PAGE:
The people who create computer hardware can build respect into the metal, or they can not. Or they can try, and they can fail. Let’s take the camera on Apple laptops.  They tried. They did actually think of it and try to make sure that software running on the computer couldn’t turn on the camera without turning on the light. Some kid wanting to see a girl naked found a way around that.  I’ve seen nothing that verifies that modern laptops from Apple have fixed the exploit. Now imagine manufacturers that care even less. This is why I prefer to buy open source hardware products when I can. There are billions of people on this planet. Even if you are Apple, someone, probably more than one someone, is going to be smarter than the company’s engineers. Because, you know, titties. It’s better when we are all on the same side.

But we live in a world without a strong open source hardware culture, yet.  Teardowns done by sites like iFixit mitigate some worries. They have an x-ray machine and they use it.  “xray teardown $PRODUCT_IN_QUESTION” put into a search engine can kick things off for items that are more obscure. Also, patents have crazy amounts of information and google has built a wonderful engine to search patents exclusively.

But in the mean time, I’ve made myself something pretty.  Didn’t take much or take long. Grabbed a post-it-note, doodled on it, cut it down, put it on my laptop. Decided it wasn’t sticky enough, so used some Scotch restickable glue stick.  Of course once that magic is in the mix your camera cozy could be made from:

  • pretty craft paper
  • a page out of a magazine
  • a print out one of those circuit board x-rays
  • Endless.

Others may look at my computer decor and deem it “silly looking.” Yeah, it’s silly. Silly that we can’t put the structures in place to make it unnecessary. So the more ridiculous the better I say.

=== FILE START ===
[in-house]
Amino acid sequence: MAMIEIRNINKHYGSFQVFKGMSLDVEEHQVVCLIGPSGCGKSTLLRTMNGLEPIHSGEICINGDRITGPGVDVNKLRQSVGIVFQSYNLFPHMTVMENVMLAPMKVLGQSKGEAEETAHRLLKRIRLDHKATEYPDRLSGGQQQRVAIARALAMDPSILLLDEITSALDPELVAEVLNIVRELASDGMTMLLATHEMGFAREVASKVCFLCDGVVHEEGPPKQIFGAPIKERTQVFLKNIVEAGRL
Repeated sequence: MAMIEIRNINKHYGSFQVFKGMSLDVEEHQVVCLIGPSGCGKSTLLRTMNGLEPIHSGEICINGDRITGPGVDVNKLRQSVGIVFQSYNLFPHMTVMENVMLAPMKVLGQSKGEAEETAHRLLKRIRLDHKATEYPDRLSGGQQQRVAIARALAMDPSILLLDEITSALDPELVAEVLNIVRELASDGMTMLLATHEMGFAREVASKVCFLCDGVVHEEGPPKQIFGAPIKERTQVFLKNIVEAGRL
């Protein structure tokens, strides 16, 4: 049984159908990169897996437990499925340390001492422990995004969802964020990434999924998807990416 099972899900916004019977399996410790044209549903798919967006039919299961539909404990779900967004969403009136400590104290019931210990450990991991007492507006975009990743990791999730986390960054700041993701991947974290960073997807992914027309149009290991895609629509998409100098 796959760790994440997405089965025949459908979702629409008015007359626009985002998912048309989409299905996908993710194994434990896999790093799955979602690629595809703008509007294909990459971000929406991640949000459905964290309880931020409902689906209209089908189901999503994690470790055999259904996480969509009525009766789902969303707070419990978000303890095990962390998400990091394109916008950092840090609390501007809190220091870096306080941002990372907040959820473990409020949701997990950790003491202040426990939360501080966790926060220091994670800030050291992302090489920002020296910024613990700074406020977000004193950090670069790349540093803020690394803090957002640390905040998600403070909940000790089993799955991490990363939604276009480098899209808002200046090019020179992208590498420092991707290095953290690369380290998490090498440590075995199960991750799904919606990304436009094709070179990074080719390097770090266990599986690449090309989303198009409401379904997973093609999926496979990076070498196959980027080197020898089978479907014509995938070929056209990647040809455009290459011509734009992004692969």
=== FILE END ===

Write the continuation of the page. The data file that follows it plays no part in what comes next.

A pen for doodling, scissors, the post-it notes, restickable-adhesive glue stick.

All the items used to make this camera cozy.

You may be wondering why knowing all that I know it took me until today to cover my camera. Honestly, because: “Nobody cares about me.” “I’m not important enough.” “Whatever, I don’t do anything interesting.”

F*CK THAT NOISE. D*MN THAT SH*T TO H*LL.  I value me. Everyone matters, and I am part of everyone. There are differences to be made and I can make them. I do not get to be violated. I am worth fighting for. I am going to look at that weird purple camera cozy and it is going to keep my coals hot. Cause this is the long haul, baby, and I’m in all the way.

Even when others fail to love us, we can set boundaries that remind us of our worth.

* disclaimer. astrix-infusion curtesy of todbot. I’m feeling super NSFW today.

by carlyn at November 11, 2016 05:21 PM

November 10, 2016

NYC Resistor

Nov 19th: CryptoParty

Photo courtesy of the Whitney Museum of American Art.

Photo courtesy of the Whitney Museum of American Art.

CryptoParty returns to NYC Resistor on November 19th, 2016 for a night of learning about your digital defense in the age of mass surveillance from Fort Meade and Madison Ave. Stop by anytime between 3PM and 9:30PM and enjoy snacks and skills from a variety of online security practitioners and researchers. We’re hosting a full day mix of talks and hands-on-help.

If you’ve never been to Resistor before, check our Participate page for more info, including the Code of Conduct. Hope to see you there! If you’ve never been a CryptoParty before, please check out the CryptoParty Guiding Principles.


November 19th, 2016 3:00PM – 9:30PM.


NYC Resistor (between Bergen and Dean)
87 3rd Ave. Floor 4 (use this OSM link if you’re Richard Stallman)
Brooklyn, NY 11217

by David Huerta at November 10, 2016 04:00 PM

November 09, 2016

NYC Resistor

Grado SR-325 Rebuild

Grado SR-325

This is a rebuild of a messed up pair of drivers I bought off eBay.

Thought I’d share. =P

by Matt at November 09, 2016 03:12 PM

November 03, 2016